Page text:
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Never Too Late for Love

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The armchair doesn't look like much, but it's Steve's favorite place in the house. Once upon a time, the chair was probably green, but it hasn't been green since they got it; the O'Riordans who used to live on the first floor gave it to them as payment for when Steve's da helped them fix the window that the landlord wasn't going to bother with until after Christmas. The chair is a muddy greenish-brown and the upholstery is soft and worn. Even though Steve's tall—at fourteen he's already tall—he's skinny, and so he can still curl up, fit himself against the cushions, shut his eyes, and listen to the wireless.

Steve doesn't just like the serials, with their thrilling adventures—he likes everything. When the news comes on and the reporters start talking about what happened today in faraway places, Steve lingers over each syllable of every exotic name. He imagines jungles. Palm trees. Mist-shrouded castles. Waterfalls. He imagines that his father's not drunk and shouting, that no one's teasing him, that his game leg doesn't hurt, that the high school boys haven't caught him in the alley after school again.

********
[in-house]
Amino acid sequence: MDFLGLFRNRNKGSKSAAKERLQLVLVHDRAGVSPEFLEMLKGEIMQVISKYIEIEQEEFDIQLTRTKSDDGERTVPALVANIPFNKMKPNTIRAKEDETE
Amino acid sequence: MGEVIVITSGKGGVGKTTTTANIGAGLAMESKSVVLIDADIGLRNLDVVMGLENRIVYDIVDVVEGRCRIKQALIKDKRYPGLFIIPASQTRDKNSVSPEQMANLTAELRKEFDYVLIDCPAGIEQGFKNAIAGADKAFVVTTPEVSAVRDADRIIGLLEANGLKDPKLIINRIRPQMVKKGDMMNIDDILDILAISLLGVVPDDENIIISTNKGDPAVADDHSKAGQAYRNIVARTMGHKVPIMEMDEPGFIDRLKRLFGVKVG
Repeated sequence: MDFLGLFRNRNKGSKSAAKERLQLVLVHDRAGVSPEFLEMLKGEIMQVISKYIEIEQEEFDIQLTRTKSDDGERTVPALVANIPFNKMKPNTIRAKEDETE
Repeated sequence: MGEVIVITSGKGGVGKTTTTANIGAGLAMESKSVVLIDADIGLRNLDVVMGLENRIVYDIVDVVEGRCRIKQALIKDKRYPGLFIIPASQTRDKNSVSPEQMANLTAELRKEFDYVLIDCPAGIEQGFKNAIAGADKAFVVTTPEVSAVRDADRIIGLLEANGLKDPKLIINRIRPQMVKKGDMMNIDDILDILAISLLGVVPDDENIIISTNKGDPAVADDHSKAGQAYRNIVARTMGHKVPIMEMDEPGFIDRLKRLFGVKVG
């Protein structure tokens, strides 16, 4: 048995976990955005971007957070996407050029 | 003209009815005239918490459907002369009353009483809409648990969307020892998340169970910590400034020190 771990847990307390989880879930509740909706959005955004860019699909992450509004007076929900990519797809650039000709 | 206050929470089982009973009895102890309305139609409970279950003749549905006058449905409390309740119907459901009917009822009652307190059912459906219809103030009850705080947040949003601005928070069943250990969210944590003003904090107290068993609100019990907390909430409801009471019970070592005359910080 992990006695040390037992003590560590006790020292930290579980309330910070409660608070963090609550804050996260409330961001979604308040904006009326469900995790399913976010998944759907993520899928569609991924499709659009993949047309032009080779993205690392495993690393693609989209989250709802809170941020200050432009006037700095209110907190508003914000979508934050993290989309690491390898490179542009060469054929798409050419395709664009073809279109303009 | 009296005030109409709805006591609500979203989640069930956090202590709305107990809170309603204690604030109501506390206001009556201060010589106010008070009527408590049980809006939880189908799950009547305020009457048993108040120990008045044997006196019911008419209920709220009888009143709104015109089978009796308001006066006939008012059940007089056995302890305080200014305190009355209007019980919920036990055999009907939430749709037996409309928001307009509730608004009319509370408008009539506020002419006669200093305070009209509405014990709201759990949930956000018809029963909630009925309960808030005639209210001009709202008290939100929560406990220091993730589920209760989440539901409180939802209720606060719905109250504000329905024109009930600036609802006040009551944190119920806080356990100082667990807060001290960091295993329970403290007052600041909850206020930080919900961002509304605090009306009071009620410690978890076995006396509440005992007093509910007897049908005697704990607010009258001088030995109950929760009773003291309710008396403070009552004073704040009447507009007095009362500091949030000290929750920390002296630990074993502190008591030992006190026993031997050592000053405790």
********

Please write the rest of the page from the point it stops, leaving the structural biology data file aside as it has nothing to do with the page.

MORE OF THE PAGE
It's like being somewhere else. It's like being anywhere that isn't Brooklyn. It's like being in the future, the bright and perfect future.

He's jolted out of his reverie by a news announcement.

"—and our London bureau now reports," the man on the radio says, in clipped, urgent tones, "that the king is abdicating, in order to marry his soulmate, Mrs. Wallis Simpson."

Steve's eyes snap open. His soulmate?

Soulmates are— soulmates are—

It's a one-in-a-million chance. Maybe one in a billion. You meet someone. You touch them, skin-to-skin—Steve shivers a little at the forbidden thought, touching a girl's bare hands—and your minds are joined together for the rest of your lives. You sense their feelings. You hear their very thoughts. You share their pain, and their joy, and their love. You are never alone. Everything you feel is shared, forever, with someone made for you as you are made for them. That's what they say in church.